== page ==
Just because the play reveals a different way to imagine these problems, however, does not mean it reveals that different way to us. Recent criticism of the play has overlooked so important a strand of Coriolanus's meaning so persistently that it...
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It is customary to start a discussion of Coriolanus with a list of his personal flaws. Let us instead map the world that Coriolanus feels betrayed by, its practices and its personae. Stephen Greenblatt's remarkable discussion of the universe of spectacle and dissimulation described in More's writing provides a helpful paradigm. More describes a universe in which, as Greenblatt writes, "everyone is profoundly committed to upholding conventions in which no one believes."11 Greenblatt expands that conception in his discussion of the way collaborative fictions such as coronation, public approbation, and bishopric inauguration are criticized in More's writing, even as More himself willingly participated in the fraudulent ceremonies his public persona demanded.12 More's writing thus applies a corrective to Machiavelli. The speech of public deceit preached, practiced, and derided in More is not entirely meant to deceive; rather, it is a sort of social glue that allows the transactions of (unequal) power to be transacted with a minimum of outright fuss and contradiction and the maximum of pleasant, mendacious, but common amelioration.
That seems to me a fair account of the lurid deceits preached and accepted in Coriolanus, deceits that may be de jure forbidden, but are the de facto norm: the promises of friendship broken, the pious justifications for lying to the plebeians or to the patricians, and Aufidius's banal final speech in which he really expects the Volscians to believe his humble contrition for a murder he has spent weeks planning and has just finished committing!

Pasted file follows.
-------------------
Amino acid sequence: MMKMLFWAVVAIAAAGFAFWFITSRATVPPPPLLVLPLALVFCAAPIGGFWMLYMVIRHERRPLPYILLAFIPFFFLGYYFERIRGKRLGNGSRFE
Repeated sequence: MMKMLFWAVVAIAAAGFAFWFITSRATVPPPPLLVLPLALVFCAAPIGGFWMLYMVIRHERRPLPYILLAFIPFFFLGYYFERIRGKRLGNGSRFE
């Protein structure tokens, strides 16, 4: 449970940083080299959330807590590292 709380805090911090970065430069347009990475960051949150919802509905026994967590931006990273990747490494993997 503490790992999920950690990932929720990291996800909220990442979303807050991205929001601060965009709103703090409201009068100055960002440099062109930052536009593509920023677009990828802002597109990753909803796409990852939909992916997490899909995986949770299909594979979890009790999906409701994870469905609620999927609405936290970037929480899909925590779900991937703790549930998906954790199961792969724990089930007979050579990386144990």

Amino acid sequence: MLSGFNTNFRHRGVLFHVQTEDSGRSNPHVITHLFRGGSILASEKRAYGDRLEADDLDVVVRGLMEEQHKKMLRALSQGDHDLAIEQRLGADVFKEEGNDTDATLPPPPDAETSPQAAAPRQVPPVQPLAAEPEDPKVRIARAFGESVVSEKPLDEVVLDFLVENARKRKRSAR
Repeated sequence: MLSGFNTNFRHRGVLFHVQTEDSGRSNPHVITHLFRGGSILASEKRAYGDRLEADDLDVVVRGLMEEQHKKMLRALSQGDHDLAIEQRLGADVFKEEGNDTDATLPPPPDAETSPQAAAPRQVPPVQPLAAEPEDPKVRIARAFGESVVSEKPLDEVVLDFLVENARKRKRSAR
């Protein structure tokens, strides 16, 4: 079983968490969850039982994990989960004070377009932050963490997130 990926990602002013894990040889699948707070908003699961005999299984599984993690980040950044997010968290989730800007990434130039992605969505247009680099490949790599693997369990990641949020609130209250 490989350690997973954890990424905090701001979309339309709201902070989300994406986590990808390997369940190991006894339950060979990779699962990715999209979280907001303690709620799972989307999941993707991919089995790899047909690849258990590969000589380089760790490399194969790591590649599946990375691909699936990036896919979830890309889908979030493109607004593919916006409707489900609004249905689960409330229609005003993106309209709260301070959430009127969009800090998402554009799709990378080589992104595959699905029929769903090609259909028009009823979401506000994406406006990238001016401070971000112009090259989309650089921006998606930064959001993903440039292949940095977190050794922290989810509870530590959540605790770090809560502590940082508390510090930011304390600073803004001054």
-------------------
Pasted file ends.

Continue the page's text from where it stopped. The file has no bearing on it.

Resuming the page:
Whether or not one sees these as true parallels to More's universe, it is immediately apparent that the Rome in which Coriolanus finds himself is political in the worst sense of that word. Shakespeare envisions a continual war of each against each. There is in Coriolanus no shared public space to which Coriolanus can return, because all space is occupied by words used to spur others to actions, words to quiet others from dissent, words to perform public ceremonies in which no one really believes. It is for this reason that Cavell is wrong to say that "a political reading is apt to become fairly predictable once you know whose side the reader is taking, that of the patricians or that of the plebeians."13 An astute political reading (and this includes Brecht's) recognizes at once that there are at least seven sides at various points in the play, in battles that include: Aufidius vs. Coriolanus; Patricians vs. Plebeians; Tribunes vs. Patricians; Plebeians vs. Plebeians; Rome vs. Coriolanus; Coriolanus vs. himself; Volumnia vs. Coriolanus; and so on. All are battles over interest, and over what words mean—all are political confrontations. No one knows who is in charge, and hence words are artfully and disingenuously deployed to gain power.
That this world is "political" does not mean, as Cavell, Fish, and the more optimistic practitioners of discourse theory may be tempted to assume, that all conversation tends to create and then sustain a public sphere from which interests are removed.14 That sort of political world is imagined in Coriolanus in an aesthetic (theatrical) register, but only at one very strange and striking moment discussed below. In general, the play is filled with an exceptionally unscrupulous sort of politics-as-usual, where interest rules and deceit has the drop on sincerity any day.